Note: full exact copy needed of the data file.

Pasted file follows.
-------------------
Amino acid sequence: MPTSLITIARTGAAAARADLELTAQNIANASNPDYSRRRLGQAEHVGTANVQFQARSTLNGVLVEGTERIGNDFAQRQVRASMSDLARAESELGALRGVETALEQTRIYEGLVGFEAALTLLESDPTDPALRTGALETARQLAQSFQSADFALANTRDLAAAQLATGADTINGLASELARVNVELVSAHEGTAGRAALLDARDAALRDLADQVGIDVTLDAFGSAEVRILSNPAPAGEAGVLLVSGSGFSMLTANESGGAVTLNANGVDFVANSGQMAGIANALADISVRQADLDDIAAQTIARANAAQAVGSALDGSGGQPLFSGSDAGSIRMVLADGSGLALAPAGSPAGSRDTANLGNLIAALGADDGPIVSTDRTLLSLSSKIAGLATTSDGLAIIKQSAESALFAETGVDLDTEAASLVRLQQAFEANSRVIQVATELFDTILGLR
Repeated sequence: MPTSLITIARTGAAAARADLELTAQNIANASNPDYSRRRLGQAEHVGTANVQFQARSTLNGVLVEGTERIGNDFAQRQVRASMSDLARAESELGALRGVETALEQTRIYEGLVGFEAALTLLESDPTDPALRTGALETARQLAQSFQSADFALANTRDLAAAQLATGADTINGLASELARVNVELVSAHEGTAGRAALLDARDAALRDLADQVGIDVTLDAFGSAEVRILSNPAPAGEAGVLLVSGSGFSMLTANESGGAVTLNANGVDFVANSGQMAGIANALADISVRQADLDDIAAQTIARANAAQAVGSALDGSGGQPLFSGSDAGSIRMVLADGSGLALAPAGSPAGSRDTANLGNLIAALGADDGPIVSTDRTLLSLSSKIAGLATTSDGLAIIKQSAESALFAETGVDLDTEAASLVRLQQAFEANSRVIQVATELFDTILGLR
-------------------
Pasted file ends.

Amino acid sequence: MPTSLITIARTGAAAARADLELTAQNIANASNPDYSRRRLGQAEHVGTANVQFQARSTLNGVLVEGTERIGNDFAQRQVRASMSDLARAESELGALRGVETALEQTRIYEGLVGFEAALTLLESDPTDPALRTGALETARQLAQSFQSADFALANTRDLAAAQLATGADTINGLASELARVNVELVSAHEGTAGRAALLDARDAALRDLADQVGIDVTLDAFGSAEVRILSNPAPAGEAGVLLVSGSGFSMLTANESGGAVTLNANGVDFVANSGQMAGIANALADISVRQADLDDIAAQTIARANAAQAVGSALDGSGGQPLFSGSDAGSIRMVLADGSGLALAPAGSPAGSRDTANLGNLIAALGADDGPIVSTDRTLLSLSSKIAGLATTSDGLAIIKQSAESALFAETGVDLDTEAASLVRLQQAFEANSRVIQVATELFDTILGLR
Repeated sequence: MPTSLITIARTGAAAARADLELTAQNIANASNPDYSRRRLGQAEHVGTANVQFQARSTLNGVLVEGTERIGNDFAQRQVRASMSDLARAESELGALRGVETALEQTRIYEGLVGFEAALTLLESDPTDPALRTGALETARQLAQSFQSADFALANTRDLAAAQLATGADTINGLASELARVNVELVSAHEGTAGRAALLDARDAALRDLADQVGIDVTLDAFGSAEVRILSNPAPAGEAGVLLVSGSGFSMLTANESGGAVTLNANGVDFVANSGQMAGIANALADISVRQADLDDIAAQTIARANAAQAVGSALDGSGGQPLFSGSDAGSIRMVLADGSGLALAPAGSPAGSRDTANLGNLIAALGADDGPIVSTDRTLLSLSSKIAGLATTSDGLAIIKQSAESALFAETGVDLDTEAASLVRLQQAFEANSRVIQVATELFDTILGLR